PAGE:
Chief Commissar: Police Brutality in Bulgaria Is MythSociety | November 8, 2011, Tuesday // 16:48| views
Head Secretary of the Bulgarian Interior Ministry, Chief Commissar, Kalin Georgiev, stands firm on the side of his "men" when it comes to police brutality. Photo by BGNES
Police brutality in Bulgaria is a myth, according to the Head Secretary of the Bulgarian Interior Ministry, Chief Commissar, Kalin Georgiev.
Georgiev spoke Tuesday in interviews for the State-owned Bulgarian National Radio (BNR) and Television (BNT) in the occasion of October 8 – the official professional day of Bulgarian police employees, where he also addressed the Interior's 54 000-strong staff.
"I don't see any of this overblown police brutality," Georgiev told BNT.
When the host countered data shows that in 2010, there were 283 pre-trial proceedings against alleged crimes, committed by police employees, of which 74 were on charges of police brutality, the Chief Commissar replied that out of 54 000, 70 is statistics speaking well about the police.
Six months ago, however, Deputy Interior Minister, Veselin Vuchkov, in an unprecedented for an Interior official move, said amendments to the Interior Ministry Act were needed to limit police brutality and admitted the existence of such problem.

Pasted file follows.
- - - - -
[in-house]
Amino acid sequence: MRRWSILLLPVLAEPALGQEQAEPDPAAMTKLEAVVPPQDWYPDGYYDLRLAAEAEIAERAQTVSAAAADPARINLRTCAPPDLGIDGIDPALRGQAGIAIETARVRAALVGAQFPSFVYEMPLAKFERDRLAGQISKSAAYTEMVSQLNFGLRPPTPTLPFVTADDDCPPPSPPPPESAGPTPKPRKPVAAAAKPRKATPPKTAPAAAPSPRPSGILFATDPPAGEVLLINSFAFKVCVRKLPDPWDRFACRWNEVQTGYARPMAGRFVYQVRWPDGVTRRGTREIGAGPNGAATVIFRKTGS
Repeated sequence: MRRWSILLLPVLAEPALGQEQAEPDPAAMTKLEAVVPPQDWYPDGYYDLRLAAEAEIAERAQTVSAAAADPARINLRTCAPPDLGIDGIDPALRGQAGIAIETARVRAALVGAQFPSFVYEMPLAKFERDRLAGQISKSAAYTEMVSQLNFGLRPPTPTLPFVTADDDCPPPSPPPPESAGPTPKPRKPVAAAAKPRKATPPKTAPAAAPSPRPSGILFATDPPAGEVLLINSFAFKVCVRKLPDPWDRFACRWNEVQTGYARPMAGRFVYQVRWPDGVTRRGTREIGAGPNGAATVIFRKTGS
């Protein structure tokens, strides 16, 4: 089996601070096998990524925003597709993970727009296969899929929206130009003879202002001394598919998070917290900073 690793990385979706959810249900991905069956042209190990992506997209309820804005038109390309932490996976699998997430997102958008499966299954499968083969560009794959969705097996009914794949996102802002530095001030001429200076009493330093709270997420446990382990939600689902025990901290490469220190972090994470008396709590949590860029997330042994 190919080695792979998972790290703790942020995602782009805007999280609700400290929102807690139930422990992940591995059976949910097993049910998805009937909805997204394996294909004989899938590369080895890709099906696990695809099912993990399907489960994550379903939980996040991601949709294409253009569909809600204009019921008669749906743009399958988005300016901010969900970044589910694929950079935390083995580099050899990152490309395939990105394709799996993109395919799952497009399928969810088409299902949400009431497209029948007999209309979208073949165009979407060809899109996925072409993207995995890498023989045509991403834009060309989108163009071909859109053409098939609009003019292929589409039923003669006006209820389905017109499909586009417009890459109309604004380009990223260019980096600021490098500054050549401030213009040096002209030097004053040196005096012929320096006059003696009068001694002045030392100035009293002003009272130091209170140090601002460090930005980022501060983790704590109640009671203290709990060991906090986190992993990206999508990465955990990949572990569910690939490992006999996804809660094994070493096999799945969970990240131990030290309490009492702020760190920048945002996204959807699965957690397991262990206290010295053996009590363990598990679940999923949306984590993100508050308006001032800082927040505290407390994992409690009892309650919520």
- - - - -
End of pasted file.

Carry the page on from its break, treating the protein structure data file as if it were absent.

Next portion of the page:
The amendments were provoked by several reports of the Bulgarian Helsinki Committee (BHC) and the Open Society Institute showing the authorities continue to overlook the issue and the rules of the European Human Rights Court.
According to BHC data, the European Court had found Bulgaria guilty of police brutality in 27 cases between 1998 and 2000, and ruled damages to the claimants totaling nearly BGN 1 M.
Georgiev, however, stressed in the Tuesday interviews that there is no other country where a police officer can be showed and kicked and the perpetrator to not receive severe punishment.
The Chief Commissar further told BNR that out of 286 known organized crime bosses, 134 have been neutralized by the police. He admitted there is increased street crime in the country, pointing out the solution is increased police presence.
"Here, however, we fall under Catch 22 – are we enough or too many – when someone falls victim of a crime, all say – where is the police, otherwise they say – there are too many policemen not doing anything," Georgiev concluded.
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